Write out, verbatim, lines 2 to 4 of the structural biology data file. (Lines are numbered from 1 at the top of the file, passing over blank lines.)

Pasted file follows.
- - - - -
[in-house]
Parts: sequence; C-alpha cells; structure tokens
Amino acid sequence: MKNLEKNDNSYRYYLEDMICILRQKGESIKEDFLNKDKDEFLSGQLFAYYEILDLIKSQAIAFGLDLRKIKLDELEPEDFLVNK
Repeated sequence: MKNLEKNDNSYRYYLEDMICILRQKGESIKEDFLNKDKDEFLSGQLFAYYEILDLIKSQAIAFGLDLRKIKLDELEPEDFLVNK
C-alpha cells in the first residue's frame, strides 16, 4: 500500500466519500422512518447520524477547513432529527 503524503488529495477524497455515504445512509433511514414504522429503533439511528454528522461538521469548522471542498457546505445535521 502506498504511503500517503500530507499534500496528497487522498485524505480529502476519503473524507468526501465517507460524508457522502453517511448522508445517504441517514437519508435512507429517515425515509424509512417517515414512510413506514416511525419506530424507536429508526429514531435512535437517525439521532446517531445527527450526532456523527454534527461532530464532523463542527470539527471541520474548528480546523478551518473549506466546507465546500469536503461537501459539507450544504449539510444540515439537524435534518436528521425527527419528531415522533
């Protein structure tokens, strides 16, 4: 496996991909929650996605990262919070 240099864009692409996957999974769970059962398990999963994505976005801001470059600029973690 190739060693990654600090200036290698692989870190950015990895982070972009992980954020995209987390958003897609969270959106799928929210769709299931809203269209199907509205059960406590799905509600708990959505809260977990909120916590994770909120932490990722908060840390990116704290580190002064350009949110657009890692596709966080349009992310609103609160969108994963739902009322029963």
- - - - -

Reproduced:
Parts: sequence; C-alpha cells; structure tokens
Amino acid sequence: MKNLEKNDNSYRYYLEDMICILRQKGESIKEDFLNKDKDEFLSGQLFAYYEILDLIKSQAIAFGLDLRKIKLDELEPEDFLVNK
Repeated sequence: MKNLEKNDNSYRYYLEDMICILRQKGESIKEDFLNKDKDEFLSGQLFAYYEILDLIKSQAIAFGLDLRKIKLDELEPEDFLVNK